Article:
The exhaust isn't affecting the radiator - the car moves forward, not backward
    Heat wrap is designed to speed up exhaust gas flow by keeping the gas hot, not to cool

    The "S" motor is a 30yr old design, the heat issue is because water flows from cyl #1 to cyl #4,
    getting hotter and hotter instead of across each cylinder evenly and out the back of the block.
    At that time engines that used this design had wet liners, not dry like the "S".
    The cylinder bores are also hopelessly too close to each other, the water can only cool the
    front and back of the bores and can't get between them

    Your car is supposed to have a "ramp" below the front bumper, it's probably been ripped off
    like on many cars.
  4. NightCrawler

    NightCrawler Member

    I have found it is better to run without a themostat simply due to the restriction the part has towards waterflow- it will open when the vehicle gets to a certain tempature but if you examine the diameter of the stat you will see where the restriction is coming from... keep in mind this is only directed towards HOT and DRY areas not you snowmobiling people!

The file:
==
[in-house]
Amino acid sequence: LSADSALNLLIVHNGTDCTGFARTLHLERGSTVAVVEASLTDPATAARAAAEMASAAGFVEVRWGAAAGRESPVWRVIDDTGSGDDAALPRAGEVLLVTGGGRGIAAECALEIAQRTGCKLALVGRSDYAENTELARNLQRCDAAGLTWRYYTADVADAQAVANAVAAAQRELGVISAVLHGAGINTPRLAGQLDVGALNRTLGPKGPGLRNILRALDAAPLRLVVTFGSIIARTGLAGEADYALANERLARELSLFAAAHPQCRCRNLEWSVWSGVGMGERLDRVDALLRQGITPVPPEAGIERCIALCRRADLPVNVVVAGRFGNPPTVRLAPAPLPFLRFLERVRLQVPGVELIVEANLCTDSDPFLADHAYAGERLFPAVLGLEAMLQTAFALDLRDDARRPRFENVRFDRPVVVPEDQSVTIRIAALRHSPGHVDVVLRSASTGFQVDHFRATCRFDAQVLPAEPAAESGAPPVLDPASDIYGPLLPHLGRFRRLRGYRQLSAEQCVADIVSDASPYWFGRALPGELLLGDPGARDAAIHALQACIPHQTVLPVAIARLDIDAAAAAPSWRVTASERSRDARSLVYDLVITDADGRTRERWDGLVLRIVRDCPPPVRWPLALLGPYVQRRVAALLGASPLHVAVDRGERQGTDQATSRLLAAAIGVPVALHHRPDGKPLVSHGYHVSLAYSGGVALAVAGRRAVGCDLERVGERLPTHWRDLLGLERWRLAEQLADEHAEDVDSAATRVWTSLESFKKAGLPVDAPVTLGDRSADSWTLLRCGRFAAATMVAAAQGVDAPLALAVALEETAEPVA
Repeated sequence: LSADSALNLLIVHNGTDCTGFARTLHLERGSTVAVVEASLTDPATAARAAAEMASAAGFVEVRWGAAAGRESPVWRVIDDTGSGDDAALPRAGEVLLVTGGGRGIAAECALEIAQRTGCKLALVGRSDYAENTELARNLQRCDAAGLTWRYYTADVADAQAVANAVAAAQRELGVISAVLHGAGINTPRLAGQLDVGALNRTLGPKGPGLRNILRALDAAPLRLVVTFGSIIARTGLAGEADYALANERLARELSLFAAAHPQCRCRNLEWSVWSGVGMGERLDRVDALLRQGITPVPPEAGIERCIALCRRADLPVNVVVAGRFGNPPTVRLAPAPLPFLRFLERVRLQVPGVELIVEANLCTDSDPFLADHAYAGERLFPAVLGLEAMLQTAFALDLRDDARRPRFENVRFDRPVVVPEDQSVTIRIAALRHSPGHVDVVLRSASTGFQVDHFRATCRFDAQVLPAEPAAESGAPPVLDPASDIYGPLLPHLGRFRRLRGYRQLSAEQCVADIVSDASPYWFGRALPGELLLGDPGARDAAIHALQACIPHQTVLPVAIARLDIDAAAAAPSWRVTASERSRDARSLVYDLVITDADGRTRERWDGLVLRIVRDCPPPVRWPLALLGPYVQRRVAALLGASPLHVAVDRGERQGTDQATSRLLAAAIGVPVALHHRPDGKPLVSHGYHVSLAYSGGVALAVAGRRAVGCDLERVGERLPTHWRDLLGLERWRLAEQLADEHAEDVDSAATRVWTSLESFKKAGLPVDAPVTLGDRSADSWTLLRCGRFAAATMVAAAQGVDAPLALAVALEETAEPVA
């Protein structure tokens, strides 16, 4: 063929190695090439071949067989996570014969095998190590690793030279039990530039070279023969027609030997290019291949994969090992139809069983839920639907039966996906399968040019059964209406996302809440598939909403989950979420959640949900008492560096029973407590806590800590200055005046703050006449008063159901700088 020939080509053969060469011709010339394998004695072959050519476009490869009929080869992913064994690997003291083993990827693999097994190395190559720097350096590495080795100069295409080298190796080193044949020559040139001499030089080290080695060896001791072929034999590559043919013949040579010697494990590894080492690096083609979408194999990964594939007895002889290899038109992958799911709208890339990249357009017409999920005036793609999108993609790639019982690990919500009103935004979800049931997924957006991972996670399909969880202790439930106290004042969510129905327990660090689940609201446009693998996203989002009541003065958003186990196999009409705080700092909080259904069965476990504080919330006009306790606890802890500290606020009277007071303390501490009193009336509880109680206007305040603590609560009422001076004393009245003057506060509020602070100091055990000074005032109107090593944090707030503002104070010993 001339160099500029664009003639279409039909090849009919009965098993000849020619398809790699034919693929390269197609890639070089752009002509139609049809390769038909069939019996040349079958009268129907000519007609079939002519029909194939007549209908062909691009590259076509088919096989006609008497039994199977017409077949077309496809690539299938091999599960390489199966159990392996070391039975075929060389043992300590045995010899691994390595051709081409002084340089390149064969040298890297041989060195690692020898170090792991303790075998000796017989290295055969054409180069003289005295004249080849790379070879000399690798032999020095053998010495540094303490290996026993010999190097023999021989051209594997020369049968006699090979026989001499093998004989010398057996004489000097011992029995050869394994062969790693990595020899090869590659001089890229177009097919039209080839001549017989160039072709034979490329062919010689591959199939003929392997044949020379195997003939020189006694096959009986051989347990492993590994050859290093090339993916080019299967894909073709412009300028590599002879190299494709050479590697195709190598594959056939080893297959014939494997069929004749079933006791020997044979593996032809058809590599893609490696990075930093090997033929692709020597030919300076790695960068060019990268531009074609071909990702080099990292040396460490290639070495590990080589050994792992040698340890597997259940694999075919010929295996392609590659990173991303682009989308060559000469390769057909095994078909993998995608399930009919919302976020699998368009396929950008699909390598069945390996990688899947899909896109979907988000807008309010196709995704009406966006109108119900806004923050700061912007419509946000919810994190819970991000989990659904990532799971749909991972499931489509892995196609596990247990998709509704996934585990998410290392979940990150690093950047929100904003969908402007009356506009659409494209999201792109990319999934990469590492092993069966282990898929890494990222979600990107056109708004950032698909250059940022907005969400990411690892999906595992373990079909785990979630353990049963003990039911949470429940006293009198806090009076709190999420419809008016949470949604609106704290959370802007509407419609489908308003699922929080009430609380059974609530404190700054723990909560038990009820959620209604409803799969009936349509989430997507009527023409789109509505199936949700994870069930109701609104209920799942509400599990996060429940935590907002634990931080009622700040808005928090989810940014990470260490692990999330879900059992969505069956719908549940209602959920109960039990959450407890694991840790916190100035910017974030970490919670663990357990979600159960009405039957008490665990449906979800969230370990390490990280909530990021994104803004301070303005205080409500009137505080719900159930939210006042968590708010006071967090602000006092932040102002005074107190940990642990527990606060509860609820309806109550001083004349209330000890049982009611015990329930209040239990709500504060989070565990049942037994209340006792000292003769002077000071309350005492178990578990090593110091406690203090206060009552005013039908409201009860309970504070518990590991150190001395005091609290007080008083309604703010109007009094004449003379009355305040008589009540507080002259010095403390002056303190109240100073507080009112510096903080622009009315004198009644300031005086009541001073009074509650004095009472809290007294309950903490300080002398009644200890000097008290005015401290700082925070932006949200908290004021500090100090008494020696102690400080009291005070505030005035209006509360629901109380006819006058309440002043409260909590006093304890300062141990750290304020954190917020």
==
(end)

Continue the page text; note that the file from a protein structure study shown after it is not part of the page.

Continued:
But I live in california where its 85 degrees at 7:30 am but its debateable--- I will be on later to rebut your prior post lololol
  5. Stig

    Stig ST162 Guru Donated!


    Even in race engines which run at redline all the time we remove the plunger but
    still run with the restrictor plate (Mafix had this problem a while back - refer to his thread)
    and block the circulator pipe


    Because the water has to pass through the radiator at a certain speed in order to cool -
    too fast (ie without the plate) and it doesn't have time to cool in the radiator.
    You'll find that race engines also run with a bigger pump pulley to slow the water down
    to normal (ie street speed) and save some ponies for the wheels.
    Too fast and the water cavitates in the pump and flow is lost

    Things are not as simple as you think

    I bet your fans are working overtime trying to keep things cool and suggest you look
    elsewhere for your problem (clogged radiator/head maybe?, running lean? faulty fan/sensor etc)